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Influences on nanocomposite structural performance: experimental study on materials processing and bonding

Influences on nanocomposite structural performance: experimental study on materials processing and bonding
Influences on nanocomposite structural performance: experimental study on materials processing and bonding
Nanocomposites have been widely reported to enhance performance in polymers, in both
mechanical and physical properties. An increasing amount of research has resulted in many
nanocomposite polymers being applied to various consumer products from motorcars to golf
balls. Yet, at this time, there are no structural applications despite a large number of reports
claiming improved mechanical properties. Carbon nanotubes are renowned for their specific
mechanical properties as well as their thermal and electrical properties. Researchers have
put a considerable amount of effort in adopting these nano-materials to structurally enhance
an epoxy composite matrix. Though considered very promising many issues such as the
dispersion and the bonding interface have been identified and there remains still no
guaranteed structural improvement.

The potential of epoxy/clay nanocomposite processing and application has been explored
incorporating a study of composite processing methods and characterisation techniques. The
key goals were to reliably achieve full dispersion and exfoliation of nanoclay without
inducing air into the composite system. Two mechanical processes were used for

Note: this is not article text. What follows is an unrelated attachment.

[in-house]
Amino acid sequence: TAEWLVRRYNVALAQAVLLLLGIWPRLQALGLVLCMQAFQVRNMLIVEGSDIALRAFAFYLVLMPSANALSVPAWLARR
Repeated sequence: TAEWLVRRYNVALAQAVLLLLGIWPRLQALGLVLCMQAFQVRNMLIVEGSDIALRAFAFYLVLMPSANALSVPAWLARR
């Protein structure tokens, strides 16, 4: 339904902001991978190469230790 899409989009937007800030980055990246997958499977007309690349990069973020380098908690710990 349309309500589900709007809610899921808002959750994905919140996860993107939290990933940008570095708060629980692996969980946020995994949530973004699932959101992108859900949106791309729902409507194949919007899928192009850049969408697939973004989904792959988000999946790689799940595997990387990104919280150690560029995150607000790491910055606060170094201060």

comparison; a high shear rotary mixing and a laboratory bead mill. Microscopic
observations of the resin before curing shows agglomerated nanoclay visible in the samples
which decreases as the shearing time. Comparing the processing methods showed greater
dispersion in the bead mill processed samples. TEM and X-ray diffraction were used to
measure the exfoliation of the nanoclay. The analysis showed that the nanoclays had
become intercalated, with the clay layer separation increasing from 2- 4 nm. Further testing
looked at the mechanical and thermal properties of the nanoclay composites, comparing the
nanoclay processing in amine hardener or solvent. The effect of changing the amount of
nanoclay present in the epoxy was also recorded. Testing showed that a solvent processing
II
method gave best results, with a nanoclay loading of 2wt% processed with a solvent in a
bead mill.

The performance of CNTs in epoxy composites was also assessed looking at different
bonding mechanisms (covalent and Vander Waals) of the carbon nanotube to the resin. The